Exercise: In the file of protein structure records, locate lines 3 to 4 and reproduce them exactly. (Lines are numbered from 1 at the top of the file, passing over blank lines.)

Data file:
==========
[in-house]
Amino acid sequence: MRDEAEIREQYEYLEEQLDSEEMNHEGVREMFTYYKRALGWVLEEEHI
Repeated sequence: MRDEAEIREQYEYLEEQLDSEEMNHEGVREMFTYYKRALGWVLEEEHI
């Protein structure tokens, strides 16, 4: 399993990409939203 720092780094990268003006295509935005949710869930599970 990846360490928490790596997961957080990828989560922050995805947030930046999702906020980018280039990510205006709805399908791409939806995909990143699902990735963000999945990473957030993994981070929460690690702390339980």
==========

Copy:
Repeated sequence: MRDEAEIREQYEYLEEQLDSEEMNHEGVREMFTYYKRALGWVLEEEHI
């Protein structure tokens, strides 16, 4: 399993990409939203 720092780094990268003006295509935005949710869930599970 990846360490928490790596997961957080990828989560922050995805947030930046999702906020980018280039990510205006709805399908791409939806995909990143699902990735963000999945990473957030993994981070929460690690702390339980």